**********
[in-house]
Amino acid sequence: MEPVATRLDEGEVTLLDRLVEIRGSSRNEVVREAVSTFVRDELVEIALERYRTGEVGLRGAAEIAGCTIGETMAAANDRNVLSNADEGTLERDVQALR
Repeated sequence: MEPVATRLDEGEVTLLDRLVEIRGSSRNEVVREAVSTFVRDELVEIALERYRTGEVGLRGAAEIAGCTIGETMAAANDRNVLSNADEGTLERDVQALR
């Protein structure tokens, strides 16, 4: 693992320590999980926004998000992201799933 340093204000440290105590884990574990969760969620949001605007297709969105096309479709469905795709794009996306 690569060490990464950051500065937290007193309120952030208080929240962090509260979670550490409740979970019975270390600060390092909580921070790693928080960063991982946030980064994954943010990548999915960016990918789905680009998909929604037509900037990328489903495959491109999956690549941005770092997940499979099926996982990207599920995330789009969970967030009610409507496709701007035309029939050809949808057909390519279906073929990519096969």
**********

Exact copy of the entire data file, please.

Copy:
[in-house]
Amino acid sequence: MEPVATRLDEGEVTLLDRLVEIRGSSRNEVVREAVSTFVRDELVEIALERYRTGEVGLRGAAEIAGCTIGETMAAANDRNVLSNADEGTLERDVQALR
Repeated sequence: MEPVATRLDEGEVTLLDRLVEIRGSSRNEVVREAVSTFVRDELVEIALERYRTGEVGLRGAAEIAGCTIGETMAAANDRNVLSNADEGTLERDVQALR
């Protein structure tokens, strides 16, 4: 693992320590999980926004998000992201799933 340093204000440290105590884990574990969760969620949001605007297709969105096309479709469905795709794009996306 690569060490990464950051500065937290007193309120952030208080929240962090509260979670550490409740979970019975270390600060390092909580921070790693928080960063991982946030980064994954943010990548999915960016990918789905680009998909929604037509900037990328489903495959491109999956690549941005770092997940499979099926996982990207599920995330789009969970967030009610409507496709701007035309029939050809949808057909390519279906073929990519096969």